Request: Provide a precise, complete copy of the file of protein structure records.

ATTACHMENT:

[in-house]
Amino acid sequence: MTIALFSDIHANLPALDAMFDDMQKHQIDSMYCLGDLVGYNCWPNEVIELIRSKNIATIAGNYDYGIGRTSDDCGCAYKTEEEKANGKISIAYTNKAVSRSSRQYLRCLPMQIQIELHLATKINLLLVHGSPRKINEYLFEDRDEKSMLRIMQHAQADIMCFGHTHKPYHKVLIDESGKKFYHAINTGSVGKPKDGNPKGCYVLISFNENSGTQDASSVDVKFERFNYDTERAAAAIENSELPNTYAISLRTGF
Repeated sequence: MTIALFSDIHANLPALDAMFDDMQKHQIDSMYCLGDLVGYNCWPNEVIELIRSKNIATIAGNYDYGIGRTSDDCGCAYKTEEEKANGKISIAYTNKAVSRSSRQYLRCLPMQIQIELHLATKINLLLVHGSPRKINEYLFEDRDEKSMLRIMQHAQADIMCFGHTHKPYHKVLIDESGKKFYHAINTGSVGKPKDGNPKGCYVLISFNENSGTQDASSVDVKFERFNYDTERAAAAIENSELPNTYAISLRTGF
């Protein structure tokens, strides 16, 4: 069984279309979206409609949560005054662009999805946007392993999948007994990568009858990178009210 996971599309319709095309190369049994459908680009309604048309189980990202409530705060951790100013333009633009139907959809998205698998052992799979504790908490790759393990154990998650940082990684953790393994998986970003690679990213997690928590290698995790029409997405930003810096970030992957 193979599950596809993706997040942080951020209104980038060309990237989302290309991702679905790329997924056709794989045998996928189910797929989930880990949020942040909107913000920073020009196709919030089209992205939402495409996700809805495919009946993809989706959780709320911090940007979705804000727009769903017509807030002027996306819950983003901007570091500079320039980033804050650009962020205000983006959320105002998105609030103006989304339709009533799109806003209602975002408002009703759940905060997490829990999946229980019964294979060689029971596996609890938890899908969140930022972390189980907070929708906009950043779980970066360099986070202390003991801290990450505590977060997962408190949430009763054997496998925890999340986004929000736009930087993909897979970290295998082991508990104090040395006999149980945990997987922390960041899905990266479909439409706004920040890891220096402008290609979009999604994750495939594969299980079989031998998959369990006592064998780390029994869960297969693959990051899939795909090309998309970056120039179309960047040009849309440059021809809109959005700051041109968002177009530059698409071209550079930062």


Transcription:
[in-house]
Amino acid sequence: MTIALFSDIHANLPALDAMFDDMQKHQIDSMYCLGDLVGYNCWPNEVIELIRSKNIATIAGNYDYGIGRTSDDCGCAYKTEEEKANGKISIAYTNKAVSRSSRQYLRCLPMQIQIELHLATKINLLLVHGSPRKINEYLFEDRDEKSMLRIMQHAQADIMCFGHTHKPYHKVLIDESGKKFYHAINTGSVGKPKDGNPKGCYVLISFNENSGTQDASSVDVKFERFNYDTERAAAAIENSELPNTYAISLRTGF
Repeated sequence: MTIALFSDIHANLPALDAMFDDMQKHQIDSMYCLGDLVGYNCWPNEVIELIRSKNIATIAGNYDYGIGRTSDDCGCAYKTEEEKANGKISIAYTNKAVSRSSRQYLRCLPMQIQIELHLATKINLLLVHGSPRKINEYLFEDRDEKSMLRIMQHAQADIMCFGHTHKPYHKVLIDESGKKFYHAINTGSVGKPKDGNPKGCYVLISFNENSGTQDASSVDVKFERFNYDTERAAAAIENSELPNTYAISLRTGF
């Protein structure tokens, strides 16, 4: 069984279309979206409609949560005054662009999805946007392993999948007994990568009858990178009210 996971599309319709095309190369049994459908680009309604048309189980990202409530705060951790100013333009633009139907959809998205698998052992799979504790908490790759393990154990998650940082990684953790393994998986970003690679990213997690928590290698995790029409997405930003810096970030992957 193979599950596809993706997040942080951020209104980038060309990237989302290309991702679905790329997924056709794989045998996928189910797929989930880990949020942040909107913000920073020009196709919030089209992205939402495409996700809805495919009946993809989706959780709320911090940007979705804000727009769903017509807030002027996306819950983003901007570091500079320039980033804050650009962020205000983006959320105002998105609030103006989304339709009533799109806003209602975002408002009703759940905060997490829990999946229980019964294979060689029971596996609890938890899908969140930022972390189980907070929708906009950043779980970066360099986070202390003991801290990450505590977060997962408190949430009763054997496998925890999340986004929000736009930087993909897979970290295998082991508990104090040395006999149980945990997987922390960041899905990266479909439409706004920040890891220096402008290609979009999604994750495939594969299980079989031998998959369990006592064998780390029994869960297969693959990051899939795909090309998309970056120039179309960047040009849309440059021809809109959005700051041109968002177009530059698409071209550079930062």